(Ming Thein has written more extensively about this, so this is not a unique thought of mine.)

Focus is only 1 way of isolating or selecting one's subjects. Add to this focal length selection and its effect on one's chosen perspective, ie. how far you stand away from a subject, which affects not only depth of field, but how the different planes of fore-, mid-, and background relate to each other, and can also be used to include or exclude a subject.

This notion of any format being a "compromise format" puzzles me, because it implies some kind of format normativity.

The stop of DOF I lose (or gain, if you prefer) with APS-C is clear, but that's it. Sensors are diverse, and tolerance for noise varies by user, application, and individual sensor.

We're only in this state of full frame normativity because Kodak, or whatever other companies involved, decided to follow the existing film camera infrastructure and support 35mm format digital capture. Maybe they should have supported a smaller format, reduced cost, and stayed relevant...

If anything, the creation of 35mm digital was a compromise to the film camera makers.

But, more to the point, show me some influential artists who have definitively benefitted from a slightly shallower DOF.

"Not that it matters to me, but why does Samsung always get left out? Is the brand just not taken seriously as a camera manufacturer? Have they just not paid their dues?"

I would personally say that Samsung's reputation in technology is one that is well-earned: as a follower and not an innovator, who leans on gimmicks and appeals to the worst instincts of spec-watchers and measurebators worldwide.

So yes, they have paid their dues, but merely walking in the footsteps of others doesn't engender me to extend any additional credit to them, personally.

If the image quality is good enough one* lens is all you need .
At least that was the thinking behind tha majority of medium format film cameras.

*TLRs excepted

You know, the A7r is undoubtedly an awesome camera. I just made the switch from a Canon Eos 1Dx -> Sony A7r. The malleability and colour depth in the 1Dx files blew me away coming from a 1Ds and a 5dII, but I don't think I've lost anything in that respect with the A7r and have a lot of resolution to play with. I can also still use my Tilt/Shift lenses and adapted Contax glass with their focal lengths as intended.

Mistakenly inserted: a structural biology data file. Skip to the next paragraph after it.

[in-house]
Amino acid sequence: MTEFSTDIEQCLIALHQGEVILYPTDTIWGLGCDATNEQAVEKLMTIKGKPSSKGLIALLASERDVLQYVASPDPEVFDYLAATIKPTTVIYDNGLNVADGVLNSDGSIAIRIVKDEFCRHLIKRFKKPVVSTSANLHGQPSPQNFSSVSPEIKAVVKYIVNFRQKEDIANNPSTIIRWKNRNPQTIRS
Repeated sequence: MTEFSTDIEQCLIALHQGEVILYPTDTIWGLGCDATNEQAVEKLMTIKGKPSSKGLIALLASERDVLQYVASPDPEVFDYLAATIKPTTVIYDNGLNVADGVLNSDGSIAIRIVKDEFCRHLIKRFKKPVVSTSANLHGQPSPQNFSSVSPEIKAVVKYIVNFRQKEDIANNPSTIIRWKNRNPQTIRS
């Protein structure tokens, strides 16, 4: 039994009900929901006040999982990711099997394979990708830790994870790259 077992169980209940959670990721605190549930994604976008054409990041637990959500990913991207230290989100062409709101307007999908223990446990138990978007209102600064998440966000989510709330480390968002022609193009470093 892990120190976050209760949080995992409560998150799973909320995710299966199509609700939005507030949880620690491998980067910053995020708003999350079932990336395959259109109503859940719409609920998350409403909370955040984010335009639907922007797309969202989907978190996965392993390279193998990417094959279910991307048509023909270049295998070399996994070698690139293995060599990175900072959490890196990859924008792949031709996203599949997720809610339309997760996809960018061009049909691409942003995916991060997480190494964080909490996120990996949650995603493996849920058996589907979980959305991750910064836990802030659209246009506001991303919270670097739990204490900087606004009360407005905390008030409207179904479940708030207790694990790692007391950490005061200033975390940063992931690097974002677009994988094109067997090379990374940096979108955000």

Still, when I chopped in my 1-Series monster I handled the X-T1 it has the best feel in hand of of any digicam so far. To the extent that it almost came home with the A7 instead of my Zeiss FE 35 & 55 lenses.

Thankfully I saw sense and didn't bring another camera system into play but if that little Fuji gets down to fire sale prices at end of life and I have some cash in hand...

I have not seen much written about the subject; but I have been using several of my old E mount (APSC) lenses on my Sony A7. Frankly, to my unsophisticated eye, I find the images to be be very pleasing. Maybe it has something to do with the using fewer of the large A7 pixels, but something about the quatlity of the B/W images reminds me of the B/W images that were rendered by my sold(but sorely missed) D700.

Again, the comment above comes from a guy who is not qualified to debate technical aspects of of digital images and must go with the basic impression that an image creates when viewed with said unqualifed eye.

It has helped in managing with the limited number of native lenses for the A7.

A7(.rs) X-T1, E-M1 (E-P5 + VF4) are game changers. Their view finder enable proper manual focusing in most circonstances enabling the use of a wide set of lenses from the film era. While the average lenses of the pre-will-correct-aberation-in-camera/post time are not always the best a lot of amazing lenses were produced that require little to no post processing.

My take on the sensor war is that past a certain level of technology they do not matter for the vast majority of shoot. For those who think that one camera ought to have a certain level of DR of number of MP to be a pro camera I will ask what the pro prior to 2007 (Launch of the Nikkon D3) were shooting with?
Sensor and image processor in CMOS are behind the state of the art acheive by today's microprocessors which tell me that a lot of runway is left for the sensor image processor combo to improve in the forth coming year.

On the manul focusing front another game changer is the Metabone Speedbooster that take advantage of the required flange distance between the film/sensor and the SLR lenses to add a corrective optical element reducing the focal while opening the aperture up to one stop for mirrorless APSC or smaller sensor camera. Fuji-X and MFT mount adapter exist for Nikkon. Camon FD, Olympus OM Leica R, contax, etc...

Therfore three mirror less bodies two speedboosters and only one lens can cover a 2X range in focal with some extreme aperture possibilities (Think 50mm f/0.9, 191mm f/1.4, 255mm f/1.4 ...). While extreme and not too pratical this illustrate the very rich possibilities offer by today's mirrorless camera technology.

In that spirit I am seriously considering a X-T1 (plus a couple of adapter) to add to my E-M1 & A7r and collection of Nikon, Leica M mount and Olympus lenses. I do not own a native Sony lens for now and will probably do the same with the X-T1.